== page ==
Looking for a Zwave dimmer and a switch that don't require nuteral


(Boatsman) #1

I have done a lot of reading on this side, but would like to ask for a recommendation based on your personal experience. I need to replace 4dimmers and 6 switches, none of the gang boxes have nuteral wire present. Leviton sells two models 600w and 1,000w, also older GE dimmer models don’t require nuteral. Are there any models similar to the ones I mentioned. Leviton seems to be pricey and older GE models are hard to find. Thanks


(ActionTiles.com co-founder Terry @ActionTiles; GitHub: @cosmicpuppy) #2

I’m not an electrician, but I think these only work if there is trickle current on the circuit, which is generally only possible if it has an incandescent light bulb in the circuit.

Pretty rare to not be moving to LED bulbs, so without neutral, still not a real solution… No?


(Boatsman) #3

Thanks. I am planning to use no LED bulbs.


#4

Cooper has a current model that doesn’t require a neutral, 5 year warranty, instant status updates, but probably pricier than the ones you already looked at:

GE has discontinued the models that didn’t need a neutral, so that’s why they’re hard to find.

Is this in the U.S.? Usually an electrician can fish up a neutral in American homes that are less than 75 years old, although not always.


(ActionTiles.com co-founder Terry @ActionTiles; GitHub: @cosmicpuppy) #5

Looked at the Cooper … $75?! I think you can find non-neutral options for ~$50 or a bit less even.

Cooper Aspire RF™ Dimmers replace regular switches or dimmers to provide local and remote ON/OFF/DIM/BRIGHT control and are compatible with incandescent lighting loads.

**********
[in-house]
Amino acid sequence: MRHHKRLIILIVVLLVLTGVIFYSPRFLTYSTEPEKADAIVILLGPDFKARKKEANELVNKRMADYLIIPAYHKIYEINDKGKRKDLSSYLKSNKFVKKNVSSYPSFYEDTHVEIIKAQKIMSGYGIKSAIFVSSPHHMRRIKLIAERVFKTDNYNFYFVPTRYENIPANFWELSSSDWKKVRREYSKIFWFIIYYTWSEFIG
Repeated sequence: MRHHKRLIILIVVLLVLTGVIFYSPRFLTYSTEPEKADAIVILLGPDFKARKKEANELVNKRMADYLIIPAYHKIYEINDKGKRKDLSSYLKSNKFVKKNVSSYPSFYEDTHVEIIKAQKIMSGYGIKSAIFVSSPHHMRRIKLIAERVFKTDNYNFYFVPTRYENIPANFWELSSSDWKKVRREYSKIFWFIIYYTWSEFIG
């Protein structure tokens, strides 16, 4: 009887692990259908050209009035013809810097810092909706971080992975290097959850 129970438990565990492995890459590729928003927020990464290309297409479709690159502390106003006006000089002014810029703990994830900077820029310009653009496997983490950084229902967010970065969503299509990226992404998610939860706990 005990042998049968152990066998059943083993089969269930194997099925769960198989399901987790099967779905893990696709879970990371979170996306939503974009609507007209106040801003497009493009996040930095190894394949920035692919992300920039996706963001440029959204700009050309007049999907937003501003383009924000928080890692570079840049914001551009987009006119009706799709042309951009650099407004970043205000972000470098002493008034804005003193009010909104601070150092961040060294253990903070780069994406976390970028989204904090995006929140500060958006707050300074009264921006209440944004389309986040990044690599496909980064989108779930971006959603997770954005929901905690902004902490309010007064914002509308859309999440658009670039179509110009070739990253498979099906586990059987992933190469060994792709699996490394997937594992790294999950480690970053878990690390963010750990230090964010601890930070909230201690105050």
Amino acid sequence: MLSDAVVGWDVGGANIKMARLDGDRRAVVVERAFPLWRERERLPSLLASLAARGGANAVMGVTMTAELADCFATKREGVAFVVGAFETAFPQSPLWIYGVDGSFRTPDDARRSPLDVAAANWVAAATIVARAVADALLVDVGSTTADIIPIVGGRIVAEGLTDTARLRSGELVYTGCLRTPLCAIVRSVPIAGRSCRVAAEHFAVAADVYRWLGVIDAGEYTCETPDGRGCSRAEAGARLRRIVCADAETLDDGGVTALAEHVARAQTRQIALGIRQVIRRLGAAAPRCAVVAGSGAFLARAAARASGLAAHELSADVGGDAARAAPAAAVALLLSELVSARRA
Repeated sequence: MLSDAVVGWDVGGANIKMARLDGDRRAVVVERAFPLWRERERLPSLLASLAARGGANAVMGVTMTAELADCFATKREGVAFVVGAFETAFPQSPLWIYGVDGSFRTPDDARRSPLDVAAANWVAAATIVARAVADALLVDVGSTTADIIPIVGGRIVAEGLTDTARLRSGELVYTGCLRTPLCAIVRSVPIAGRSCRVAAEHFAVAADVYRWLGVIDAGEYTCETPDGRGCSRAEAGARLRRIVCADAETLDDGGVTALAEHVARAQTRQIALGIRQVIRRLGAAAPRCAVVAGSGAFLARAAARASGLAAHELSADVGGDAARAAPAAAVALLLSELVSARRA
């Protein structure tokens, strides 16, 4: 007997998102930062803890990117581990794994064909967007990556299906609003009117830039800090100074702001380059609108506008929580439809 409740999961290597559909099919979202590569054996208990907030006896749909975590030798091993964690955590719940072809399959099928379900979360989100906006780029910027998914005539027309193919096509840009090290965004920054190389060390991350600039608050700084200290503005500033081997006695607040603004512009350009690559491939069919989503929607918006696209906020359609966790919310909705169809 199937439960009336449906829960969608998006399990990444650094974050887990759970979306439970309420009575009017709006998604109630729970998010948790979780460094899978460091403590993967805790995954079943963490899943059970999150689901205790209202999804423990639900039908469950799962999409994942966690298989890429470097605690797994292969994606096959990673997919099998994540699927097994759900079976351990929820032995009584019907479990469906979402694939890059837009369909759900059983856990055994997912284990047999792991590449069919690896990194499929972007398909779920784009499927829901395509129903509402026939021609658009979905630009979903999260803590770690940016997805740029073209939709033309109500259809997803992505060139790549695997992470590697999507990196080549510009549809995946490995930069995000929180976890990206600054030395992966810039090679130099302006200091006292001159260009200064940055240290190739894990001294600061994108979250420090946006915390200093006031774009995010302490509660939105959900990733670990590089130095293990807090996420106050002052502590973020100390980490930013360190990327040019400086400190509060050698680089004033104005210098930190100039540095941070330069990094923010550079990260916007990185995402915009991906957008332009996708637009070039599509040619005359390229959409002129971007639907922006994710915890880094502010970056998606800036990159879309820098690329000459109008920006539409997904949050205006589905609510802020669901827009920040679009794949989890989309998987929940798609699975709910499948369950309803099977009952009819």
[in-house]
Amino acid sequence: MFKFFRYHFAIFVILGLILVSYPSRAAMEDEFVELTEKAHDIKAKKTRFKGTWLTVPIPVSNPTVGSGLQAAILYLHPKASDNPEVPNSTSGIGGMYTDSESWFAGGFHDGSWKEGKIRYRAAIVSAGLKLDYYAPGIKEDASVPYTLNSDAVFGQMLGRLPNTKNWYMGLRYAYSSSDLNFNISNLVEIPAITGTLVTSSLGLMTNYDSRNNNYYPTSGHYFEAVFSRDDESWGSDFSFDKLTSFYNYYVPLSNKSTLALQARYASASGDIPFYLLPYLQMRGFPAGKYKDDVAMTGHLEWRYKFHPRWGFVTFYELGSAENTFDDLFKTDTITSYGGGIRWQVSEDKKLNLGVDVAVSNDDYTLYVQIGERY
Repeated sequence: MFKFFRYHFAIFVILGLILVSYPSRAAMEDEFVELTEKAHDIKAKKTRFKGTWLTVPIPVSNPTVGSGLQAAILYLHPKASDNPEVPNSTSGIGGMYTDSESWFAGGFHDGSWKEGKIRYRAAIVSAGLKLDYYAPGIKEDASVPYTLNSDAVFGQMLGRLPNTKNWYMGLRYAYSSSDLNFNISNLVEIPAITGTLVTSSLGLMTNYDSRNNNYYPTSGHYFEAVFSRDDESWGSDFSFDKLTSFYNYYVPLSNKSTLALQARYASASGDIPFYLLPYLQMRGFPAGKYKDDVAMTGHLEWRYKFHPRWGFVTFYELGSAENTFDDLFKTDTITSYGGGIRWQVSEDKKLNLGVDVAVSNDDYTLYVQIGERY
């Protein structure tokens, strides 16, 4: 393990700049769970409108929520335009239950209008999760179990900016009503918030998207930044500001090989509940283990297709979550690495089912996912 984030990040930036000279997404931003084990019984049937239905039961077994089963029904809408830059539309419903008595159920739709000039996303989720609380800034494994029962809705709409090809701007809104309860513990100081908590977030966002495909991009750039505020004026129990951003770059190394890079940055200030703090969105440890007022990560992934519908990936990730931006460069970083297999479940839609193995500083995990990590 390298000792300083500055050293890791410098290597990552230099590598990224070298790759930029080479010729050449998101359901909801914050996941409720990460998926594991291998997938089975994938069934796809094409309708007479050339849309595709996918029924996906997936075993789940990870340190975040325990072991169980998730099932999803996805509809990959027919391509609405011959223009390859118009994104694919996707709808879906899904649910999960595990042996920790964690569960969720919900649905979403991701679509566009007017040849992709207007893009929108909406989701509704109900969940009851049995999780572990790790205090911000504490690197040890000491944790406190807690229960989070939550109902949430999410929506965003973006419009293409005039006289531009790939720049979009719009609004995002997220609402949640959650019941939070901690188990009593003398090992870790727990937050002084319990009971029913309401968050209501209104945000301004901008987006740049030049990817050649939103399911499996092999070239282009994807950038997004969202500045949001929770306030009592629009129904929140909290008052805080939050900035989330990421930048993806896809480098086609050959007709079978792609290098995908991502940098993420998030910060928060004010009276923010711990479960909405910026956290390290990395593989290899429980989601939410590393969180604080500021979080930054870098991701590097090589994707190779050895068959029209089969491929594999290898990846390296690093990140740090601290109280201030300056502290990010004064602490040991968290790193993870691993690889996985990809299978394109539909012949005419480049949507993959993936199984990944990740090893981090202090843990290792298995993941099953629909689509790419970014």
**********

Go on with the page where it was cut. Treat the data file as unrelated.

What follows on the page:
But, seriously, incandescent bulbs are a huge waste of electricity. I have about 6 left in my house, and two of those are 25-Watts and in lamps with dimmers, and 2 are turned on about 15 to 30 minutes each week.

I thought incandescent were illegal!

If there is an accessible point on the conduit, then … sure, but depending on your framing, many light switches are going to be pretty far out of reach. With “Dumb” switches it simply wasn’t necessary to run any extra wire … one in, one out, done.

I’m really surprised there aren’t more smart wall switches that would use some sort of long life battery and a solid-state low-draw relay…


#6

Typically that would be a code violation because it would increase fire risk.

Inspectors and code writers are very concerned about fire inside a switch box because it can travel along the wires to distant parts of the house very rapidly. So you can have battery operated switches, but not usually a battery inside a box with hot wires.

The European alternative is to place a micro relay somewhere else on the circuit where there is a neutral to power the relay. You can do that at the light fixture in some U.S. Homes and still be to code, it just depends on the exact setup.


(ActionTiles.com co-founder Terry @ActionTiles; GitHub: @cosmicpuppy) #7

Yah… that’s what I was able to do in my Laundry area, though, frankly, the conduit to the light switch is only about 3 feet, so pulling a Neutral there would have been trivial. The light at that spot, however, is set to always turn on via the motion sensor (it’s a dark area), so I “never” use the manual switch … even though it works fine, of course, with the micro-relay…


(Boatsman) #8

Yes, I am in the US.


(Christian Laney) #9

I ran into this issue the other day, and I managed to find a GE dimmer at Lowes that did the trick. It’s in the “Works with Iris” section, but it’s just a zwave dimmer.


(Boatsman) #10

Thanks, I will stop by Lowe’s tomorrow.


(veni) #11

This site could be useful:


#12

That’s probably why that same link was given 6 posts above yours. :wink: